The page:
How to create and edit files in the Microsoft 365 Office web apps (Video)

Whether you’re in OneDrive, SharePoint, or Teams, you’re bound to run into the Office web apps (the web-based versions of Word, Excel, PowerPoint, etc.) at some point. Learn how to create and edit files completely online without needing any Office desktop apps installed on your machine. We’ll also cover interesting and useful features like the Immersive Reader.

This video is part of my FREE 30+ lesson self-paced online training course called Collaboration in Microsoft 365 (OneDrive, SharePoint, and Teams). Enroll today at for the full learning experience including lesson discussions, quizzes, exams, and a completion certificate.

You can also watch the entire course as a YouTube playlist as well (just without the course discussions, quizzes, exam, and certificate). Be sure to subscribe to support my channel and for easy access to future content.


Create files and use the Office web apps

  • When you create a new file from OneDrive (using the New button), it’ll open in an Office web app (Word Online, Excel Online, PowerPoint Online, OneNote Online, etc.) – a browser-based version of the application. 
  • Be sure to switch from the simplified ribbon in the web app to the classic ribbon if you want it to more closely match the desktop experience visually.
  • Be sure to rename any new files by clicking on the document title in the title bar (by default, it’ll name your new file to something like Document.docx, Presentation.pptx, etc.).

Edit files

  • You can open a OneDrive or SharePoint document in the desktop version of an app by selecting Open in Desktop app from inside the document itself. You can also select the document from OneDrive, then choose Open > Open in app from the ribbon menu (so you don’t have to open a document first to go straight to the desktop version).
  • Editing a file in OneDrive is as simple as opening the file – it’s immediately ready to be edited once opened and Autosave is on automatically as long as it’s a cloud-based document in Microsoft 365 (saved in OneDrive or SharePoint). Note: To use Autosave in the desktop version of Office apps, you must have the Office 365 suite installed on your machine and not Office 2016 (or another year).

Additional resources

Remove background from images using Office apps

Most of us have Office apps installed on our machine. But not everybody has, or can afford, Photoshop. Luckily, Office apps (PowerPoint, Word, Excel, and Outlook) have built-in image editing features that can do much of your basic image editing needs, including removing backgrounds from images.

I prefer to use PowerPoint, myself, but you can use whichever app you’re comfortable with or already creating within. When finished editing, you can right click the modified image to save it as an independent image file to be used elsewhere.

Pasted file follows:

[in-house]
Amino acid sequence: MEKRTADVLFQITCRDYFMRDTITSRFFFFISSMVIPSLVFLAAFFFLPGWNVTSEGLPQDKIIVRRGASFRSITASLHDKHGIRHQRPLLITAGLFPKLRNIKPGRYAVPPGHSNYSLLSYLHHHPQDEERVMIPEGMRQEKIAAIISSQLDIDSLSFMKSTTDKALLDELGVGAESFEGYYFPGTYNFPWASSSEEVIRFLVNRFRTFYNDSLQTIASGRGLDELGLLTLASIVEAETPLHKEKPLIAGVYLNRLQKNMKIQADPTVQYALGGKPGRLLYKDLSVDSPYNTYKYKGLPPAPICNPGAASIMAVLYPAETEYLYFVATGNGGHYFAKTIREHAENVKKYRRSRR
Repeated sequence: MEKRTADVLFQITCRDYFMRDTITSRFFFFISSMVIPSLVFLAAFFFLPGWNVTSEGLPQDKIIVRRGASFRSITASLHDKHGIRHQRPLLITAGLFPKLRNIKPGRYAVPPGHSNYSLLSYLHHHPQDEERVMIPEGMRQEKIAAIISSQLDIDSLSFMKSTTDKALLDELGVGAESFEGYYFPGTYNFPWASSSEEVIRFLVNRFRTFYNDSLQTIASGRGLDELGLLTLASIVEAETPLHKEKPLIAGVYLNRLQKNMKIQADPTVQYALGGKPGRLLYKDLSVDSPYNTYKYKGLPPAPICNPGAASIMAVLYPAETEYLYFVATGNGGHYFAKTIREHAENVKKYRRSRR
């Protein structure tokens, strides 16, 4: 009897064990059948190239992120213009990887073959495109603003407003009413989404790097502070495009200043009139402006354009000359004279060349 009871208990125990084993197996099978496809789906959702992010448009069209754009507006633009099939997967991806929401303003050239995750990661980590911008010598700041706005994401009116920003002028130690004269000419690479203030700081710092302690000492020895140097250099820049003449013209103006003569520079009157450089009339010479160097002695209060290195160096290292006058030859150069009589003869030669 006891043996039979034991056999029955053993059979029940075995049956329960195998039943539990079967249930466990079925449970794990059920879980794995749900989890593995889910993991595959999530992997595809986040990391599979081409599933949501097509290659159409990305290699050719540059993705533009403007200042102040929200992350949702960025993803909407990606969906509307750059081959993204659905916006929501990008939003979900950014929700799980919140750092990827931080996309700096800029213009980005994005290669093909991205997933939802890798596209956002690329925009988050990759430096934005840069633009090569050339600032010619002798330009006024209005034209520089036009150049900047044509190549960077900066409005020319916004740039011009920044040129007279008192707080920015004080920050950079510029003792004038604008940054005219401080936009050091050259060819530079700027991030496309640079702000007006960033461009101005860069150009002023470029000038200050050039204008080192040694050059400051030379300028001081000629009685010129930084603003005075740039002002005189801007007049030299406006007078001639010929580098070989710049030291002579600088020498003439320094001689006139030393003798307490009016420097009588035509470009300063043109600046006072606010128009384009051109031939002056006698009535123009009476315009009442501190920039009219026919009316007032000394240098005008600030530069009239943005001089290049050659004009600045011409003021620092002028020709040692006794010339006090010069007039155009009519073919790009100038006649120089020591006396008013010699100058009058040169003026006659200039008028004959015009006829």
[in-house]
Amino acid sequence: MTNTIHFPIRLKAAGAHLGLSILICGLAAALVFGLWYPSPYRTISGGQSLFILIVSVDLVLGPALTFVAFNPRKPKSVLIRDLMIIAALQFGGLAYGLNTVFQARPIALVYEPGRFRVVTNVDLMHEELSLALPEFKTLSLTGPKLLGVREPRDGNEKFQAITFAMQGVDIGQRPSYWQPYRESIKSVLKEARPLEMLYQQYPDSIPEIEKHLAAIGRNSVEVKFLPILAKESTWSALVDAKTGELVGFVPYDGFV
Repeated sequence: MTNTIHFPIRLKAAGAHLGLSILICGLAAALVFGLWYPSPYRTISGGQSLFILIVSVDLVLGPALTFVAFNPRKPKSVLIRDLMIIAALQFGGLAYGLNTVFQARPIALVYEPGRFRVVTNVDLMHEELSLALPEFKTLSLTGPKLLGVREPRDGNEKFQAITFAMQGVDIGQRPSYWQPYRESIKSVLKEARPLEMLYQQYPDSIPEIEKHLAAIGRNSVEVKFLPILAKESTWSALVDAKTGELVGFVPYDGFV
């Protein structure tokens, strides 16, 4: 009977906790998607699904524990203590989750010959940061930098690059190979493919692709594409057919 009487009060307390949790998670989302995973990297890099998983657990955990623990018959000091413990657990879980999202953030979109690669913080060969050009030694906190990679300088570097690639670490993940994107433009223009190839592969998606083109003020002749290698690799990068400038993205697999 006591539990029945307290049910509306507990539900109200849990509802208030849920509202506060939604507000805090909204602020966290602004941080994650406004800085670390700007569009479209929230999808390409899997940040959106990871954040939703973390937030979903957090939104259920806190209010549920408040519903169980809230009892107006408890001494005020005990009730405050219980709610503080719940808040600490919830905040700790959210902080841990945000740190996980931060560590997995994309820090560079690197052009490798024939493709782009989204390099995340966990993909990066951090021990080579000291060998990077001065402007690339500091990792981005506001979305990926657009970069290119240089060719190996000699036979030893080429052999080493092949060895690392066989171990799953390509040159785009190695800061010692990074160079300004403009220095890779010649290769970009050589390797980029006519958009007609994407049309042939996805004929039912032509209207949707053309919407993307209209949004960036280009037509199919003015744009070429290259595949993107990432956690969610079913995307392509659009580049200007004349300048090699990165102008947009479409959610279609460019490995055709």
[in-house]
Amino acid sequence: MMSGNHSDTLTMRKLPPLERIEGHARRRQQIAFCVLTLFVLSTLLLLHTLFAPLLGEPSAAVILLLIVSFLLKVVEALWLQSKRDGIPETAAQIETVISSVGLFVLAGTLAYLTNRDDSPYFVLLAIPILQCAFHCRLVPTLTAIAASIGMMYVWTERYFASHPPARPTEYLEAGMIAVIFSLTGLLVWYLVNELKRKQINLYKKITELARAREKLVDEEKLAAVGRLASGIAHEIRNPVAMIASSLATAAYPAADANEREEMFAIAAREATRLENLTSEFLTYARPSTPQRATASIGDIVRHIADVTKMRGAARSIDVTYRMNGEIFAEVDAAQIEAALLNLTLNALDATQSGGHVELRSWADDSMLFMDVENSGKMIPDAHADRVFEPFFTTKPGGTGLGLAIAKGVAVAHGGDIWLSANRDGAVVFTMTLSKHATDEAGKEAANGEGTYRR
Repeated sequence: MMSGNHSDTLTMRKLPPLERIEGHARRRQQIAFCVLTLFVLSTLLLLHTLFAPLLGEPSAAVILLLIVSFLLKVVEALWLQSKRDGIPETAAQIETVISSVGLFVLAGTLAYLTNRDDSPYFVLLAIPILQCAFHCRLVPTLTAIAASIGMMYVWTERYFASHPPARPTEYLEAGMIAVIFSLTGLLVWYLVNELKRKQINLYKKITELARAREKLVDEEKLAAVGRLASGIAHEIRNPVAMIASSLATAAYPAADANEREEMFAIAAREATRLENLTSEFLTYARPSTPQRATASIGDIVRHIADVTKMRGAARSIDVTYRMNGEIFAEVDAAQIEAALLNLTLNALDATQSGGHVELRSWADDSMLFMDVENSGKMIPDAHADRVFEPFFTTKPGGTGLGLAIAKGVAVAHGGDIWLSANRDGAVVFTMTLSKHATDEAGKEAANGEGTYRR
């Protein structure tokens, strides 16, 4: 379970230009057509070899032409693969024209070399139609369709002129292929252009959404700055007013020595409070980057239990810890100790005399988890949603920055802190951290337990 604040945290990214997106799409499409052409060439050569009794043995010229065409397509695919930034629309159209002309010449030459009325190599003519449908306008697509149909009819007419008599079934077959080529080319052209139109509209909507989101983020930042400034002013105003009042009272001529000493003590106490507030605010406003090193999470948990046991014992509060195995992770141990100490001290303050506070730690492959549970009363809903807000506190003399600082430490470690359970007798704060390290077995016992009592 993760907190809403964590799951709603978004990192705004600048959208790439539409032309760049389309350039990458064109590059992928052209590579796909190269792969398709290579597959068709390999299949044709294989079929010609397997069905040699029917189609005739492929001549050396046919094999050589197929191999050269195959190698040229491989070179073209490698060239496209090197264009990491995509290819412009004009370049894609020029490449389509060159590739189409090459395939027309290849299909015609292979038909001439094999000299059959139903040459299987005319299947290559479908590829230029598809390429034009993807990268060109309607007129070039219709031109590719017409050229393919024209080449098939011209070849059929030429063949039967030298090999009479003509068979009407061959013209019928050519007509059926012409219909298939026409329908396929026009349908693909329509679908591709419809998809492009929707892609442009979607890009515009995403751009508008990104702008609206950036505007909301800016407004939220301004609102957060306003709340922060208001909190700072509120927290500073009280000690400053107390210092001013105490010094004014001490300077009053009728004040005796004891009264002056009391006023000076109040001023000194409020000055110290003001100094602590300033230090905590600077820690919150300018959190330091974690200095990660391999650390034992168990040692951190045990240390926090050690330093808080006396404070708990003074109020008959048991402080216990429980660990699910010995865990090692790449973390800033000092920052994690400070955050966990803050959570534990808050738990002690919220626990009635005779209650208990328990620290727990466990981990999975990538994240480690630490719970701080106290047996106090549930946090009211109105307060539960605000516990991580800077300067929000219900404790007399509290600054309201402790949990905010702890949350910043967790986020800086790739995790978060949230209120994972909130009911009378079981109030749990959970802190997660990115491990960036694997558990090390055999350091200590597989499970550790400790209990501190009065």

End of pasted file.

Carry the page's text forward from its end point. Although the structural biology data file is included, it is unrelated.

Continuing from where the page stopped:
Note: Video demonstration at bottom of post.

Remove the background

Here are the few simple steps to start removing backgrounds from images:

  1. Select your image
  2. Picture Tools > Format will become an option once the image is selected. Click it.
  3. Select Remove Background

PowerPoint (or whichever app you’re using for this) will guess what you want to remove by highlighting it in pink.

Make corrections using the “Mark Areas to Keep” and “Mark Areas to Remove” buttons in the ribbon.

In the following animation, I’m choosing to “Mark Areas to Keep.” Once you’ve selected an option, click and drag your cursor over the pink-highlighted parts of the image you want to keep. Then select “Keep Changes” to save, removing the pink areas, and view the result.

Click to enlarge

If you’ve discovered you’ve made a mistake or want to keep or remove additional areas in the image, you can select the image again, choose “Remove Background” and continue the steps above until the result is to your liking. If you decide you want to restore the background and undo your changes, you can choose “Discard All Changes.”

Save the image(s)

When finished, you can save the modified image (which will preserve the transparent background) by right-clicking your result and choosing “Save as Picture.”

If you want to combine multiple edited images into a single image file, as in the following example, group the images first.

  1. Select an image
  2. Select all (Ctrl+A) to select all images
  3. Right click a selected image > Group > Group
  4. Right click the new group > Save as Picture

Video demo

Here’s a video showing this process on multiple image types, layering those images into a final result.

“We’ve run into a problem with your Office 365 subscription” solution

I recently moved from one tenant to another and even though I’d signed out of my client Office applications and signed in with my new tenant, I was still getting this error message when opening any Office app.

“We’ve run into a problem with your Office 365 subscription, and we need your help to fix it.”

“Go to My Account” wasn’t an option, as that account no longer existed. “Remind Me Later” only delays the inevitable temper tantrum you know must be coming.

Thankfully, there were two great posts out there that helped me solve this by removing the product keys associated with the de-activated license via command prompt. Just two notes before you begin:

  1. Make sure you run PS/Command prompt as administrator (right-click command prompt, run as administrator).
  2. Your path to the OSPP.VBS file might be different than what’s in their posts. For example, mine was actually located here: C:\Program Files\Microsoft Office\Office16\OSPP.VBS